(3) General reproductive health care, including the management of menopause, but not including under this section infertility services, abortions, or pregnancy care (including prenatal and delivery care), except for such care relating to a pregnancy that is complicated or in which the risks of complication are increased by a service-connected condition. . . .

The VA dismissed this limitation, claiming that the Veterans’ Health Care Eligibility Reform Act of 1996, which does not mention Section 106 or abortion, “effectively overtook” Section 106 “by establishing a new standard to focus on medical necessity as ‘the sole criterion of eligibility for VA hospital care and medical services.’”

“Effectively overtook” is a legal standard the Supreme Court has never endorsed, yet the Department of Justice’s Office of Legal Counsel (OLC) issued a post-IFR opinion agreeing with the VA’s novel legal standard.

The VA argues in the alternative that even if Section 106 is still in effect, the phrase “under this section” limits the abortion exclusion to health care service provided under Section 106, notwithstanding its prefatory language: “In furnishing hospital care and medical services under chapter 17 of title 38, United States Code.”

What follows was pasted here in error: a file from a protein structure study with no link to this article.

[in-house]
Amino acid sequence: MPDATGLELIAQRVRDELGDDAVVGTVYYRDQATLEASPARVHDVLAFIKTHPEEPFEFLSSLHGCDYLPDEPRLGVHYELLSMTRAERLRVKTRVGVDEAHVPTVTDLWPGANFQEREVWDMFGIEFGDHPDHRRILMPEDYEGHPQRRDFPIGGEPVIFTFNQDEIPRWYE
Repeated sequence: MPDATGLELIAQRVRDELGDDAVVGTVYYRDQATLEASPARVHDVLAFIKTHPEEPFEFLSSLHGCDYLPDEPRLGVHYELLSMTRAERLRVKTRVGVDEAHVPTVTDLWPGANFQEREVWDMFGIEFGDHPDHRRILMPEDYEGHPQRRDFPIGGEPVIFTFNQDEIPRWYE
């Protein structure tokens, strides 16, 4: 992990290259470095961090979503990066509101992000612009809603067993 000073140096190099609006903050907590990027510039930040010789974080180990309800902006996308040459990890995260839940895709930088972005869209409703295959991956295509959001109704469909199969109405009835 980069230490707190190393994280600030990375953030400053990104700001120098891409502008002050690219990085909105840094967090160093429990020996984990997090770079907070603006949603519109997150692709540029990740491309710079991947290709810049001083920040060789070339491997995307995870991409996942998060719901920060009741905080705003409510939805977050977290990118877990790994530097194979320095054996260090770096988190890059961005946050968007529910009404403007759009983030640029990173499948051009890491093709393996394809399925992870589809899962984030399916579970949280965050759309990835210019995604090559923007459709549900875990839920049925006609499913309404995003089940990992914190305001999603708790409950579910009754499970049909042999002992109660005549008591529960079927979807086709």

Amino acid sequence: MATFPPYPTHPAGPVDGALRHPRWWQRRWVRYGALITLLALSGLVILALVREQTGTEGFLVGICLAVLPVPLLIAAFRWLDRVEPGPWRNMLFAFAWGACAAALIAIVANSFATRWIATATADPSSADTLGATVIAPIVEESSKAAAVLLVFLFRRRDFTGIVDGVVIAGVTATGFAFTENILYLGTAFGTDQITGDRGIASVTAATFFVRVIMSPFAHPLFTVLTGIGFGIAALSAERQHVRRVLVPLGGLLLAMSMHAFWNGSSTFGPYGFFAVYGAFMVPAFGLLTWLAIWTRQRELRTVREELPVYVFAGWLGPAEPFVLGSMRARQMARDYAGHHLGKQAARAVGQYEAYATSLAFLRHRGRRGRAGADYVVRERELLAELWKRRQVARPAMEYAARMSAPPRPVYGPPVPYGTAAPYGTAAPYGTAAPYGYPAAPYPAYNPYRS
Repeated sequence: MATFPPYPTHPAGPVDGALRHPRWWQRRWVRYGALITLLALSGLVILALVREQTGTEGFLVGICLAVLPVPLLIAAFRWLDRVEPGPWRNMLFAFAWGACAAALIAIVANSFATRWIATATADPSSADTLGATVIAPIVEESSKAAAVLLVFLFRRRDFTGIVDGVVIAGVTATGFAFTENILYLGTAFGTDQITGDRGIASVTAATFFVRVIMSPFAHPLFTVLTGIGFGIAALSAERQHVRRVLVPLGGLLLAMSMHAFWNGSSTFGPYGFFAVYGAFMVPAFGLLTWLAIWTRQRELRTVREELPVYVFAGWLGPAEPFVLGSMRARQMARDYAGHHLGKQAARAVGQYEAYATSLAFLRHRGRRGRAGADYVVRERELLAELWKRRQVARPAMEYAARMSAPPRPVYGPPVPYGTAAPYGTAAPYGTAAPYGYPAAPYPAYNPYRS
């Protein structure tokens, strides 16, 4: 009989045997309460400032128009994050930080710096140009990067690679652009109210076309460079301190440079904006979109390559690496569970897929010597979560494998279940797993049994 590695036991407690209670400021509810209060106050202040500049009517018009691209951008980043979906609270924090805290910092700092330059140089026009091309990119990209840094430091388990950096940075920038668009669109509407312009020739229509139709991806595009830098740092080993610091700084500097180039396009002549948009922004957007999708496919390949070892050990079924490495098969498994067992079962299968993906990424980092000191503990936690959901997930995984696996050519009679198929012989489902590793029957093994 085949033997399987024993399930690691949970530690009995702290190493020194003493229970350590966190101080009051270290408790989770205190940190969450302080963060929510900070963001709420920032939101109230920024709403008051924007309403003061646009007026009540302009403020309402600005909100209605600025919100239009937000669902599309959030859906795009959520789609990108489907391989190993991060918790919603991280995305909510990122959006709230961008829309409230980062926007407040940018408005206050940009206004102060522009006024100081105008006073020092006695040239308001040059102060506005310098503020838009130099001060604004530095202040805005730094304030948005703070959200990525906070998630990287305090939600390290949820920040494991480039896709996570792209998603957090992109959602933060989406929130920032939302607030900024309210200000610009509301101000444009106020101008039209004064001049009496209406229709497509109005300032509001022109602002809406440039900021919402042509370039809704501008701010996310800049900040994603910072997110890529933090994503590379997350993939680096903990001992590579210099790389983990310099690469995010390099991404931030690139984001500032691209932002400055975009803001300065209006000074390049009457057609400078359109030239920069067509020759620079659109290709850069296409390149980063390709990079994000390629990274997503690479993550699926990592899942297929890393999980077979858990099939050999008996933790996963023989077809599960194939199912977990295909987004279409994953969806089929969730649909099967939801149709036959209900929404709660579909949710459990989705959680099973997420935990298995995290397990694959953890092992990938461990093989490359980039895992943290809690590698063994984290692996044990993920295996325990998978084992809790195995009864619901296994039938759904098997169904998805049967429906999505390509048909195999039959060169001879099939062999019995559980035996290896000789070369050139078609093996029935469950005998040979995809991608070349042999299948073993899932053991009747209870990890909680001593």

Arguments raised by commenters that other laws, such as the Assimilative Crimes Act and the Comstock Act, limit the VA’s authority to provide abortion were likewise dismissed by the VA. In support, the VA points to OLC’s conclusions issued in two post-Dobbs opinions (here and here). My Ethics and Public Policy Center colleague Ed Whelan has argued that OLC’s opinion on the Comstock Act is “poorly supported and unsound.”